USA Today’s Bruce Horovitz writes that the Super Bowl could be without one of its biggest stars.
Caution lights are flashing for racing star Danica Patrick's lucrative gig with Go Daddy.
The advertising future of Go Daddy's go-to girl appears to be in limbo as Go Daddy is about to announce the hiring of a new ad agency, Deutsch NY, which will have freedom to drop the sexy racing star from the Web domain company's Super Bowl ad lineup.
If it happens, it’ll be quite the move for the website domain registry.
According Go Daddy, their racy Super Bowl ads “have helped drive market share, over the last eight years, from 16 percent to more than 50 percent.”
Within 15 minutes of airing one Patrick ad in the 2011 Super Bowl, domain registrations on GoDaddy.com were up 466 percent over the previous year, the firm said. Following the two ads featuring Patrick during the last Super Bowl, Go Daddy set a Sunday sales record and broke its one-day mark for mobile website traffic.
Patrick is eminently recognizable: In the annual poll conducted by Q Scores, more than three-quarters of all sports were familiar with Patrick, much higher than the 48 percent average for all active and retired race car drivers. Patrick also rates as one of the top female athletes in terms of consumer awareness.
Patrick has appeared in Super Bowl ads for Go Daddy since 2007. The question now is whether she’s run her course or if she’s become synonymous with the brand’s Super Bowl ads in the way the Clydesdales have with Budweiser or the polar bears with Coca-Cola.
“I’m not sure they’ve reached the iconic status,” said Jim Andrews, IEG's senior vice president for content strategy, “and part of that may have been the execution of those ads, because they’re relatively all the same.”
However, Andrews thinks there’s value in keeping Patrick on board and allowing her to mature with the brand’s message.
“They could say they’re going to refocus and talk about her as someone who’s broken barriers for women and done incredible things in terms of her performance in business. I think they’d get a lot of credit for sticking with her but using her in a different way that would appeal, if not to more people, than to a different group of people.”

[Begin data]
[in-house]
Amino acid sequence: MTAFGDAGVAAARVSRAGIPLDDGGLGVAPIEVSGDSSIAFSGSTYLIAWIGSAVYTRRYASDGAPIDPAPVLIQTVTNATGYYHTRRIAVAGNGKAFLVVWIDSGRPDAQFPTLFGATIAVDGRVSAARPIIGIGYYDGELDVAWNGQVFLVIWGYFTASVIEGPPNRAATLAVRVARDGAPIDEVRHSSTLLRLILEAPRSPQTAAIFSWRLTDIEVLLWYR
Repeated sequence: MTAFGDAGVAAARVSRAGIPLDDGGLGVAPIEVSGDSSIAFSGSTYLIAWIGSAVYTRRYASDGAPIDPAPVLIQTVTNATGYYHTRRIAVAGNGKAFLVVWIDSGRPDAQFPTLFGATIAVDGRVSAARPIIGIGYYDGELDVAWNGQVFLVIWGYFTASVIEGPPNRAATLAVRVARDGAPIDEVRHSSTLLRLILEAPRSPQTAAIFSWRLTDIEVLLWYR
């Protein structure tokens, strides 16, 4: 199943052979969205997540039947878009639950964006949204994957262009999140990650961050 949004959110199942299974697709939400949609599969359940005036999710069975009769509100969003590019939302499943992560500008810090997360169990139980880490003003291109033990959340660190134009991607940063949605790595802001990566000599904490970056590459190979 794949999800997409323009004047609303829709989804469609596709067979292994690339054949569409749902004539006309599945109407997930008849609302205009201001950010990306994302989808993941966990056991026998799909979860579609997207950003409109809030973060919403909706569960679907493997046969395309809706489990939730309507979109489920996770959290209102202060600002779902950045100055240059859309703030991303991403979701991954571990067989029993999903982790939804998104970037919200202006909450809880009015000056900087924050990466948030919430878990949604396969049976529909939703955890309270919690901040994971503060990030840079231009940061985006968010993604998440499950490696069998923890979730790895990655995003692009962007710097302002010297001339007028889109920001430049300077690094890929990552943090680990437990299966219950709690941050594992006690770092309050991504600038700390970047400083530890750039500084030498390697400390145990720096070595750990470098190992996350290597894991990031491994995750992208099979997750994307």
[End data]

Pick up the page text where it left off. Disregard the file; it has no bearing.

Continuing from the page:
Ann Bastianelli, a senior lecturer of marketing at Indiana University, sees the situation a little differently: “She was a fascination when they first signed her on. She was the first gal who looked like she could win the Indy 500 first race … and she happened to be gorgeous. Over time the bloom is off the rose.”
Although Patrick rated highly in terms of familiarity in the latest poll from Q Scores, her positive Q score, which measures likability, dropped a few points this year. It’s down 10 points since 2010, but Q Scores executive vice president Henry Schafer says even the lower score keeps her average compared to other athletes.
The Deutsch NY deal is just for the Super Bowl ads, so the announcement didn't cover Go Daddy's other business involvement with Patrick.
Bastianelli believes Go Daddy’s business and communications objectives have changed now that there’s better awareness of the company. While Patrick and the racy ads were great attention grabbers when no one had ever heard of Go Daddy, Bastianelli doesn’t think she serves their goals any longer.
“They have to go get small-business owners. Deutsch is probably thinking she’s not the right way to get those folks. I wouldn’t be surprised at all if they sort of set that aside.”
If Go Daddy is going to begin to move away from Patrick, Bastianelli says the time is now.
“The longer they use Danica, the harder it will be to disconnect from that and connect to a more relevant message.”